Sisters of the Sentences gather to write–and eat.

January is the month to retreat–from the day to day, from the endless news cycle, from writing alone. The first of my two St. George Island retreats took place from January 6th through the 13th, and  what a gathering it was! Each of the Sisters of the Sentences arrived with a project-in-the-works and the determination to leave with fresh pages.

Here is a photo of the Sisters (and their Oreos).

 

 

Back row, left to right: Sharon, who brought her guitar and a story about “The Boys on Mars;” Mary W., who is usually a poet but tried her hand at fiction; Jamie, who we all decided was funny enough to be a stand-up comic (oh yeah, she also worked on a novel); Mary A., who is writing a fantasy that involves the Salem Witch Trials; Polly, who is new to the group, who will also travel in time, in her case to the Revolution (no, not that one, the Industrial Revolution); and Dr. Joan, who will retire from being a professor at the end of this semester and promises to work harder on her memoir once the job is behind her.

Front row, left to right: Perky, who has organized the retreats for thirteen years and is working on a novel titled, Boxes, me, who swears she will do the last edit on her novel and submit it this year, really; Gina, who has become Perky’s partner in all things retreat-related, and who has an epic novel in progress set in the time of the Vietnam War and the Civil Rights movement; and Joanna, whose novel involves a wildlife biologist, a crow, and a little red mutt. Unfortunately, our dear friend Evelyna was waylaid by illness–she had her packed bag by the door of her home until the very last day.

I taught two workshops a day. We all ate more than was good for us, shared laughter, and even tears.

About the Oreos. What can I say? It is a tradition to take a photo of the group with Oreos–it is more complex than that, but maybe you had to have been there to get it.

Although the evidence of Michael was everywhere on the island: there were blue-tarp roofs, twisted boardwalks, and flickering internet, we all loved our time together–and we all went home with new pages and a tailwind that will, hopefully, carry us toward the goal which can be expressed in two words:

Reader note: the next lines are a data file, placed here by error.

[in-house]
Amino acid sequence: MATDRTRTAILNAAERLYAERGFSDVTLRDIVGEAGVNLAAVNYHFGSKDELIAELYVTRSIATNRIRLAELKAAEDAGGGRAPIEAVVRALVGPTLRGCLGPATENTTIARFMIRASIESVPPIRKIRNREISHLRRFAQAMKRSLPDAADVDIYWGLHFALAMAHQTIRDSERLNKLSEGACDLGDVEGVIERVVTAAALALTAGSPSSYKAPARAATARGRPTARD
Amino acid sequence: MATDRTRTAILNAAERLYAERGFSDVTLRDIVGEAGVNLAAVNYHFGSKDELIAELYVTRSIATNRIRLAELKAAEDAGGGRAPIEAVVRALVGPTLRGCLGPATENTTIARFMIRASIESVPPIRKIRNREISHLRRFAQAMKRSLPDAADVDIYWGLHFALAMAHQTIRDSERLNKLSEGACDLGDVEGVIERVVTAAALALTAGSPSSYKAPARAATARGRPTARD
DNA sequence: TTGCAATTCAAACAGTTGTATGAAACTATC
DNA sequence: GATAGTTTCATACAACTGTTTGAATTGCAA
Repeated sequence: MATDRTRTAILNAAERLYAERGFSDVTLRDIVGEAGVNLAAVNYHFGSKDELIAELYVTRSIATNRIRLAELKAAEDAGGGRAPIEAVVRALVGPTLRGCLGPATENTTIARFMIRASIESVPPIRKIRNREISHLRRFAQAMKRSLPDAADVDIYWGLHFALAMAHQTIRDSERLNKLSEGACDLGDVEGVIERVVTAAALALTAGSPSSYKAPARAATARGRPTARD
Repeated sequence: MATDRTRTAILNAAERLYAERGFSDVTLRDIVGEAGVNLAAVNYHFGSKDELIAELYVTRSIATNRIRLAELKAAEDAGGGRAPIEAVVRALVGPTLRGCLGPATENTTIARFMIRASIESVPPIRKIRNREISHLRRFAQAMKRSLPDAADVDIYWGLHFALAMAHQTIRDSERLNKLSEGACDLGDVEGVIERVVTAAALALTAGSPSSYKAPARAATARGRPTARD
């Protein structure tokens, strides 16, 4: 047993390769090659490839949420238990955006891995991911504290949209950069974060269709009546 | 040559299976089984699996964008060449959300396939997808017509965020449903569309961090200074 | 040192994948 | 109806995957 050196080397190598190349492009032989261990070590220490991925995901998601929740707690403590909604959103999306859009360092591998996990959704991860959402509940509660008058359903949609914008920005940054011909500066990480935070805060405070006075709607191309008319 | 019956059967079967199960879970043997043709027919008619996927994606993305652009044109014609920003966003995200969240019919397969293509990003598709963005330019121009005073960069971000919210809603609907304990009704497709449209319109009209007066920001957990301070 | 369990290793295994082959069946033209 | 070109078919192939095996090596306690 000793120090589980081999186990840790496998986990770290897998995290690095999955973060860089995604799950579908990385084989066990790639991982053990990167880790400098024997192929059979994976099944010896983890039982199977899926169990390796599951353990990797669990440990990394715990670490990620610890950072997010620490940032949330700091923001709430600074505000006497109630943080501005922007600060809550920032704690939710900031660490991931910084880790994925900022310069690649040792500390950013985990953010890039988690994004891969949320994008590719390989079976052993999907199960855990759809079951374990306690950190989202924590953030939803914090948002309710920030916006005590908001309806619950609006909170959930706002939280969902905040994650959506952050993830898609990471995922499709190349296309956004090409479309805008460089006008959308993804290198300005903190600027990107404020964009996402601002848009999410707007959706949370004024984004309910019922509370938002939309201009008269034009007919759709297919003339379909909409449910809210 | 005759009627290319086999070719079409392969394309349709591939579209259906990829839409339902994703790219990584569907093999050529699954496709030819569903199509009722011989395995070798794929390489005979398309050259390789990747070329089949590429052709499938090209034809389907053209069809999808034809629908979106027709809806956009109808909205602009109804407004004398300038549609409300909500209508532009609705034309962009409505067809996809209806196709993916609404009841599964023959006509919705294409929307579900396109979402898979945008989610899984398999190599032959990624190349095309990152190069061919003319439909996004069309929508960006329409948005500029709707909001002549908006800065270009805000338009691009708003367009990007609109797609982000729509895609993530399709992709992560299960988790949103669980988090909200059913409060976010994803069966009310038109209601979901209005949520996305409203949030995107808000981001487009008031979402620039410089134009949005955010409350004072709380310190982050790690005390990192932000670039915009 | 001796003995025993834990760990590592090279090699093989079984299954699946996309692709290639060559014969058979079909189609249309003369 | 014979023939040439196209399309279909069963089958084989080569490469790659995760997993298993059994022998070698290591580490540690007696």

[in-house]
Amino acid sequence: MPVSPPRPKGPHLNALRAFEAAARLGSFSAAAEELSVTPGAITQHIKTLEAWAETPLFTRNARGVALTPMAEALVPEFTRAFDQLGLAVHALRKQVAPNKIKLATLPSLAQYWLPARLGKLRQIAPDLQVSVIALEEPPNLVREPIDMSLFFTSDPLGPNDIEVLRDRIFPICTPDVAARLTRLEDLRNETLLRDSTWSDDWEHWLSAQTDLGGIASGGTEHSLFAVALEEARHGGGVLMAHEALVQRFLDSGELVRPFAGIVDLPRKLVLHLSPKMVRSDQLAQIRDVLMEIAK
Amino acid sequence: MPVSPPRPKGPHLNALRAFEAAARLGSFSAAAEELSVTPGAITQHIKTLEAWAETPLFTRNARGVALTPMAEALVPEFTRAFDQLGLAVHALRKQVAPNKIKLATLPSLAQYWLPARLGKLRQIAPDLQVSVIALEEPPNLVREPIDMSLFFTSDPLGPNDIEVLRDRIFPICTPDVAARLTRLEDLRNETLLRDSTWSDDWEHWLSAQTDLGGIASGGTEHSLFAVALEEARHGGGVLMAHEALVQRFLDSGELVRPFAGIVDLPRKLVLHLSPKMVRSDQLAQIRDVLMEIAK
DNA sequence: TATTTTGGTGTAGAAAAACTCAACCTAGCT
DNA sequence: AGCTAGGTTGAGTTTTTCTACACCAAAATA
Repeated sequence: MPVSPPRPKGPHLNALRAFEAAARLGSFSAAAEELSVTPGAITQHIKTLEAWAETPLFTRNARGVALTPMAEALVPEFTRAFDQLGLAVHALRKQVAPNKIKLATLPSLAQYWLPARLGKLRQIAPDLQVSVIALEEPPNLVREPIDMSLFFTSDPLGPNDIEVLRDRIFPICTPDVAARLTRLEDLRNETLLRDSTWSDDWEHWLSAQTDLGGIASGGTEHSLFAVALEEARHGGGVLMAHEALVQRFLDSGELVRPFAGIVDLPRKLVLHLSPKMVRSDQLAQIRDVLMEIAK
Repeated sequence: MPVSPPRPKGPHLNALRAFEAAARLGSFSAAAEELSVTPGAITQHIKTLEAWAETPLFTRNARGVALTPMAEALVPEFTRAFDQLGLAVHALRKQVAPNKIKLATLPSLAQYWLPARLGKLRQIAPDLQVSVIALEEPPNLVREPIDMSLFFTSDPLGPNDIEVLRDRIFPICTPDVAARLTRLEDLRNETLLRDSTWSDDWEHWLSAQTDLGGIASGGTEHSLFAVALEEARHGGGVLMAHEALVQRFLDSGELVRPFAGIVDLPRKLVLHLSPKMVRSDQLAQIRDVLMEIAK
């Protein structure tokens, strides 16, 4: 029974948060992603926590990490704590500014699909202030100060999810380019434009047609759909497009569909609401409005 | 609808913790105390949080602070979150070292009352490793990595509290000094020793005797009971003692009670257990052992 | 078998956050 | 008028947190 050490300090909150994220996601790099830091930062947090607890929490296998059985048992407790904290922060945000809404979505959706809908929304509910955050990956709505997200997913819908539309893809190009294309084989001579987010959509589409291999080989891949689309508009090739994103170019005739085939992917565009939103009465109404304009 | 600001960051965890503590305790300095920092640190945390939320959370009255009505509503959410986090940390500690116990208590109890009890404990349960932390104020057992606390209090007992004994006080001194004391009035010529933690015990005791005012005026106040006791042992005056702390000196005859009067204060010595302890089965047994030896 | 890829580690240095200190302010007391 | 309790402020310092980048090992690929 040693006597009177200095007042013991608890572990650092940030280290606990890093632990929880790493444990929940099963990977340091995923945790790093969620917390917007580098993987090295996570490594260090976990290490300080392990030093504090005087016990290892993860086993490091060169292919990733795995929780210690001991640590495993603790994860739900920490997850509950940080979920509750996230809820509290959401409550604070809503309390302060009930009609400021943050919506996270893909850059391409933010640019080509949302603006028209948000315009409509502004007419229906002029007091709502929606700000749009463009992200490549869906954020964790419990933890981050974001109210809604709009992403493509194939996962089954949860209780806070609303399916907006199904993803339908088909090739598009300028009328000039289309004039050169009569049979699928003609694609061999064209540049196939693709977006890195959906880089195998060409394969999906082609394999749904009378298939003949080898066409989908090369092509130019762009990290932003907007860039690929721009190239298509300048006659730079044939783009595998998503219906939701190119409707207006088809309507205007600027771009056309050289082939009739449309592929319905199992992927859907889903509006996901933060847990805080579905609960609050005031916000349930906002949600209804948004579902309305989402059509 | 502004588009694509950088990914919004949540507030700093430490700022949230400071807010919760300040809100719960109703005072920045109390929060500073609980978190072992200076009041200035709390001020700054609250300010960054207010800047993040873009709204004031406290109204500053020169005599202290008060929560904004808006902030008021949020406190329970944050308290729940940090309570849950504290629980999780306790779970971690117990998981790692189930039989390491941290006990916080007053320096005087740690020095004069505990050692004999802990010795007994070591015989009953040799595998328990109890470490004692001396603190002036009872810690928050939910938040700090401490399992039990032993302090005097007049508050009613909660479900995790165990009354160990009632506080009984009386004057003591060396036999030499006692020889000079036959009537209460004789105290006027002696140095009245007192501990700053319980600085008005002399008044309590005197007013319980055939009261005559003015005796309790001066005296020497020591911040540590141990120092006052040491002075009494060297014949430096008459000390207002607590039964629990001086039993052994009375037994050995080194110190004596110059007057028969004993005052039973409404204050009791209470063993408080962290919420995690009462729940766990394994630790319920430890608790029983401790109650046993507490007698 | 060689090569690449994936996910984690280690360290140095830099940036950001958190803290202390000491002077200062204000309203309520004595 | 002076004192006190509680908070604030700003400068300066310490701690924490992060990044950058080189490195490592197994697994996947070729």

THE END

What I really look like.

Every year as school comes to an end, my singing partner, Craig Reeder (the other half of the duo Hot Tamale) and I play for a really enthusiastic audience, the kids of Crawfordville Elementary.

Here’s what we look like when we are up on that stage playing for K-3rd.

I think those are the notes floating over us. And check out Craig’s slick move with his guitar.

Or maybe we look like this–I never noticed how bald and big-headed Craig is, or how skinny my legs are. Read more

Authors in Apalach!

Apalachicola is a sleepy Florida town famous for oysters and the invention of refrigeration–and a great gathering of authors called “Authors in Apalach.”

(If you live in Apalachicola you shorten it to Apalach).

This is me and my buddy Jan Godown Annino. She is holding up her book, She Sang Promise,  the true story of Betty Mae Jumper, the first elected woman leader of the Seminole Tribe of Florida. Before becoming chief Betty Mae earned money wrestling alligators. Check it out!

Summer sure went fast!

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Teachers and students, you are either in school with new back packs, sharp pencils and great lesson plans, or shopping last-minute for school supplies and putting away your flip-flops for the sensible shoes that will let you stay on your feet all day.

I have had a summer of flip-flops, and family, and vegetable gardening, and playing lots and lots of music.

And I finished a new novel which has everything but a title.

It is a YA set in Manhattan and on the Wakulla River in North Florida–and it is incredibly romantic. If only I could come up with the right title. So far the only word floating in my brain is “river,” and that is not enough!

I guess all of us are in the season of homework! Mine is just coming up with that title. It’s harder than it looks.